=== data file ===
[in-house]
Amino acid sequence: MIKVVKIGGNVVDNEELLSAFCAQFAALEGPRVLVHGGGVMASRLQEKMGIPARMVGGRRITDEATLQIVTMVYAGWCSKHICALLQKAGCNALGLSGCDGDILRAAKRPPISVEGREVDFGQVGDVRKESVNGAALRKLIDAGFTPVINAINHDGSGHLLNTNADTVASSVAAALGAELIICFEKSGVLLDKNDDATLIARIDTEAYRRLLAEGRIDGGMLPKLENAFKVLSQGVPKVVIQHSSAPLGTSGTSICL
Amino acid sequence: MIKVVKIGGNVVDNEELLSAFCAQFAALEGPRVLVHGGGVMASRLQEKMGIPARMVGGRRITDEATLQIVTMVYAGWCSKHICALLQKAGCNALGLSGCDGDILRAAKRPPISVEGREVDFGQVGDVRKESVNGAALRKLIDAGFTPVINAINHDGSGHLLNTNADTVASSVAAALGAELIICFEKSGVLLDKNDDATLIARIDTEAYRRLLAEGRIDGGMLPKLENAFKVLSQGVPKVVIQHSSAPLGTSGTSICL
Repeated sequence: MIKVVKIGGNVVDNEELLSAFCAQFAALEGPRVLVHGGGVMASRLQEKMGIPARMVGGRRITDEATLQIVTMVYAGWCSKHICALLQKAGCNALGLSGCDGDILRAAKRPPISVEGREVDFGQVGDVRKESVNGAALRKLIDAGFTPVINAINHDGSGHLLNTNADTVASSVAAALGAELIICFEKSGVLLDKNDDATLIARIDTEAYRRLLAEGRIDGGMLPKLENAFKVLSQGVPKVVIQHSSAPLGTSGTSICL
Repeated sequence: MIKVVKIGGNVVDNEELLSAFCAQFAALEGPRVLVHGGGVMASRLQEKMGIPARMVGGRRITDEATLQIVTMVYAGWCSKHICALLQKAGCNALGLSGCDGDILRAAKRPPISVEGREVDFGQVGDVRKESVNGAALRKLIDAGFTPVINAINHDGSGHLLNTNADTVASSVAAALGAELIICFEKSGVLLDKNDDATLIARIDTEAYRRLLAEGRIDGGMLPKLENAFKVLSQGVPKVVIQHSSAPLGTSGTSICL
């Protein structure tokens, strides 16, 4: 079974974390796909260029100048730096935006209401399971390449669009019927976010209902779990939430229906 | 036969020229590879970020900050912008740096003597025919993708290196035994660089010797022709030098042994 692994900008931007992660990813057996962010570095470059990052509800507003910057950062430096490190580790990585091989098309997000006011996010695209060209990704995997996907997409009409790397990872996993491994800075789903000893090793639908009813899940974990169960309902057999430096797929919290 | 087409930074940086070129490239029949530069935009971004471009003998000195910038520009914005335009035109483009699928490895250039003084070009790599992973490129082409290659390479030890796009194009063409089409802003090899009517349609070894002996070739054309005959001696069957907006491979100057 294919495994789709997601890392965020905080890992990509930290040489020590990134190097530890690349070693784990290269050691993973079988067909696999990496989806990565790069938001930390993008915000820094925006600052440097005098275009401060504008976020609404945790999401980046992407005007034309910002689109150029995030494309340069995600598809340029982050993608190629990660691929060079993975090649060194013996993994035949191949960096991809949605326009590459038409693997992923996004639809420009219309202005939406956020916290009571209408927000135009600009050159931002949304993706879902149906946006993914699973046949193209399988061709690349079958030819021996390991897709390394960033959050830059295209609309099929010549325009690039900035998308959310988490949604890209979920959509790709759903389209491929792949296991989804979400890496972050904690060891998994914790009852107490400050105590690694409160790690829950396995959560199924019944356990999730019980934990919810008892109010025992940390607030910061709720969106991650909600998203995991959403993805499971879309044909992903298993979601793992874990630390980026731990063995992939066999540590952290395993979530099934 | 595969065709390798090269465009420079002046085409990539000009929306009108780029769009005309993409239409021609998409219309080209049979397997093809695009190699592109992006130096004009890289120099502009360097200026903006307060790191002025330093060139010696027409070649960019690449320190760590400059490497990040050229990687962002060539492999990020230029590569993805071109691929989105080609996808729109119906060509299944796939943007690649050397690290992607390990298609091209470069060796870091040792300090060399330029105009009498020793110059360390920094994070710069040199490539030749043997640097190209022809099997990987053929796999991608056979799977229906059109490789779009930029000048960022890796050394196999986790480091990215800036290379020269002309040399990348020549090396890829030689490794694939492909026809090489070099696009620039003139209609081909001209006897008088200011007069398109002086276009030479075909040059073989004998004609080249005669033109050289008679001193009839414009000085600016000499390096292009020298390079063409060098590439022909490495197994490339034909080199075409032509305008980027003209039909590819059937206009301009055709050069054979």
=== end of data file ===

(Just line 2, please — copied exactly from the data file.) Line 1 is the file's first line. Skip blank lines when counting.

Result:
Amino acid sequence: MIKVVKIGGNVVDNEELLSAFCAQFAALEGPRVLVHGGGVMASRLQEKMGIPARMVGGRRITDEATLQIVTMVYAGWCSKHICALLQKAGCNALGLSGCDGDILRAAKRPPISVEGREVDFGQVGDVRKESVNGAALRKLIDAGFTPVINAINHDGSGHLLNTNADTVASSVAAALGAELIICFEKSGVLLDKNDDATLIARIDTEAYRRLLAEGRIDGGMLPKLENAFKVLSQGVPKVVIQHSSAPLGTSGTSICL